Closing Bells and Whistles: Accusations of Churning Emerge Within Morgan Stanley Smith Barney

September 14, 2012

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An intriguing new instance of whistleblowing has emerged from Clifford Jagodzinski, an ex-employee of Morgan Stanley Smith Barney LLC who claims that at least one highly successful broker for the firm was churning preferred securities in 2011. Churning in this case would violate not only state law, but also rules in place under the Dodd-Frank Act. For a further definition of churning, visit the Investors section of our company website. The Whistleblowers section of the site additionally identifies the nature of such cases and the firm's unique interest in them.

The accused broker, wealth manager Harvey Kadden, was allegedly making tens of thousands of dollars in commissions despite supposedly taking actions which created minimal advances or even losses for his clients. Mr. Jagodzinski claims these moves "were obviously designed to bilk customers". Mr. Kadden is said to have been recruited from Bank of America/Merrill Lynch, where he had worked for 30 years to great success, often appearing in Barron's list of the Top 100 Financial Advisors.

Jagodzinski claims he was told to stop investigating Kadden by higher-ups within Morgan Stanley. Kadden is reported to have run a team of four brokers who had brought $14 million in profits to the company within the last 12 months, while managing a total of over $1 billion in customer portfolios.

Expectations for Kadden were said to have run high. Despite pressure from some within Morgan Stanley to drop the case, Jagodzinski's complaint allegedly cites his reported supervising managers David Turetzky and Ben Firestein as disingenuously appreciative to Jagodzinski for having Kadden's alleged "flipping [of] these preferreds".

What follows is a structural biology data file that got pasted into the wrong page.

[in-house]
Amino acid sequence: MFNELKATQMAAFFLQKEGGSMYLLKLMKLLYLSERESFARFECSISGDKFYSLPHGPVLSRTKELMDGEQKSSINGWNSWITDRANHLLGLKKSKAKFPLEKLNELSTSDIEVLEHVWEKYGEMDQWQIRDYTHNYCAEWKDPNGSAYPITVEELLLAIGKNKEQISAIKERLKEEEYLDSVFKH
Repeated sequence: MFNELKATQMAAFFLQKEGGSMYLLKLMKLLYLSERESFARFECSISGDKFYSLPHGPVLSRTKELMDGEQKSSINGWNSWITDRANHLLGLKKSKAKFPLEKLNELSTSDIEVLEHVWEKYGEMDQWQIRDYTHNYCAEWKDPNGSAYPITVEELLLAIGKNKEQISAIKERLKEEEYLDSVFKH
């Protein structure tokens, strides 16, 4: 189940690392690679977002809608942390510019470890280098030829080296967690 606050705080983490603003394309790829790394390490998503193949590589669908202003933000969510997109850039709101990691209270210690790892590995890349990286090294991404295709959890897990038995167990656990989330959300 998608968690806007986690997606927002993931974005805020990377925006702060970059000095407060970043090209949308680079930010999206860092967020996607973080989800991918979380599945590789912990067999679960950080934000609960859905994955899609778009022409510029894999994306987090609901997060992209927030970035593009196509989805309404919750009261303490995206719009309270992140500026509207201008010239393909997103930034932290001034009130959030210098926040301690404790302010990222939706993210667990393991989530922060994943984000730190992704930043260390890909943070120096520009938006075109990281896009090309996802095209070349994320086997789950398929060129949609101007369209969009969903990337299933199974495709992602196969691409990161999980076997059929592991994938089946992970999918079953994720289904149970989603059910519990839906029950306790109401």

Turetsky allegedly discouraged Jagodzinski from bringing legal action against a different broker - within Morgan Stanley but separate from Kadden - who claimed to have made as many as eighty unauthorized trades when Jagodzinski informed the broker that he had found one such instance in his research into company fraud. Jagodzinski's claim argues that Turetzky feared firing the broker would cause the company to be leveled with unwanted fines and penalties, and do harm to the broker, whom he is said to have considered a fair and decent employee.

Jagodzinski was allegedly fired in April of this year after having reported several breaches of the law to Turetzky since December of 2011. The range of such alleged violations includes alleged failure to register home offices as work locations, improper trading, and even drug abuse. Jagodzinski is said to have been fired just ten days after initially suggesting to Turetzky that the offenses in question be reported.

It is the right of any and all professionals and investors alike who believe they may have suffered losses as a result of engaging in whistleblowing actions to contact our offices to explore their legal rights and options. If you or a family member feels they have been unjustly fired or persecuted for whistleblowing activities, contact the securities fraud lawyers at Malecki Law for a free consultation and case evaluation at (212) 943-1233.